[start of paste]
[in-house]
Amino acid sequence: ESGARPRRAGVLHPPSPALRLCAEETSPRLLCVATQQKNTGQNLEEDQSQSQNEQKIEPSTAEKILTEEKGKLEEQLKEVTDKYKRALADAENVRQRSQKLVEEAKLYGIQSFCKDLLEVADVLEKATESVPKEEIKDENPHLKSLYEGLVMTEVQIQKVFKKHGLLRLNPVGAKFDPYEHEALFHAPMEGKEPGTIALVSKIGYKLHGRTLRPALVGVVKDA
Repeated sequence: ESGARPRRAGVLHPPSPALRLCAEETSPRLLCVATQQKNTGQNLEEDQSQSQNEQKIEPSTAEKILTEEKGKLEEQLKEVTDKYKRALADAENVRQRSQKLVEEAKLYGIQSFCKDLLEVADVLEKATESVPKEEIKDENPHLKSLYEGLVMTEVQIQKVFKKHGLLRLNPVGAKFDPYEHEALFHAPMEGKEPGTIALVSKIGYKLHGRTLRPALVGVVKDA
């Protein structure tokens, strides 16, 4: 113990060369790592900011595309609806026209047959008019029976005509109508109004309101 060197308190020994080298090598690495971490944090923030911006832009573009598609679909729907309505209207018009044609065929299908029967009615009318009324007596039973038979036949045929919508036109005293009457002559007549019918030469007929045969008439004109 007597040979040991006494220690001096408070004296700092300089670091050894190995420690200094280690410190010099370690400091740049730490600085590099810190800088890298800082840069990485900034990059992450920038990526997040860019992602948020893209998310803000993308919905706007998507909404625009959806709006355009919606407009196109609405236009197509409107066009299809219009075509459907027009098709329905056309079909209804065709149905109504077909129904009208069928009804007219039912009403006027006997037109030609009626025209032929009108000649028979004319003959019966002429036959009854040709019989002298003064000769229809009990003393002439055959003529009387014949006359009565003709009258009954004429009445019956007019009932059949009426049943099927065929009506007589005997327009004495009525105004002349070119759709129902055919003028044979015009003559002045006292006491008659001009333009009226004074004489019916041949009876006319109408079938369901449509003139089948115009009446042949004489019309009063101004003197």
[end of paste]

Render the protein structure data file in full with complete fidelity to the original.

[in-house]
Amino acid sequence: ESGARPRRAGVLHPPSPALRLCAEETSPRLLCVATQQKNTGQNLEEDQSQSQNEQKIEPSTAEKILTEEKGKLEEQLKEVTDKYKRALADAENVRQRSQKLVEEAKLYGIQSFCKDLLEVADVLEKATESVPKEEIKDENPHLKSLYEGLVMTEVQIQKVFKKHGLLRLNPVGAKFDPYEHEALFHAPMEGKEPGTIALVSKIGYKLHGRTLRPALVGVVKDA
Repeated sequence: ESGARPRRAGVLHPPSPALRLCAEETSPRLLCVATQQKNTGQNLEEDQSQSQNEQKIEPSTAEKILTEEKGKLEEQLKEVTDKYKRALADAENVRQRSQKLVEEAKLYGIQSFCKDLLEVADVLEKATESVPKEEIKDENPHLKSLYEGLVMTEVQIQKVFKKHGLLRLNPVGAKFDPYEHEALFHAPMEGKEPGTIALVSKIGYKLHGRTLRPALVGVVKDA
């Protein structure tokens, strides 16, 4: 113990060369790592900011595309609806026209047959008019029976005509109508109004309101 060197308190020994080298090598690495971490944090923030911006832009573009598609679909729907309505209207018009044609065929299908029967009615009318009324007596039973038979036949045929919508036109005293009457002559007549019918030469007929045969008439004109 007597040979040991006494220690001096408070004296700092300089670091050894190995420690200094280690410190010099370690400091740049730490600085590099810190800088890298800082840069990485900034990059992450920038990526997040860019992602948020893209998310803000993308919905706007998507909404625009959806709006355009919606407009196109609405236009197509409107066009299809219009075509459907027009098709329905056309079909209804065709149905109504077909129904009208069928009804007219039912009403006027006997037109030609009626025209032929009108000649028979004319003959019966002429036959009854040709019989002298003064000769229809009990003393002439055959003529009387014949006359009565003709009258009954004429009445019956007019009932059949009426049943099927065929009506007589005997327009004495009525105004002349070119759709129902055919003028044979015009003559002045006292006491008659001009333009009226004074004489019916041949009876006319109408079938369901449509003139089948115009009446042949004489019309009063101004003197």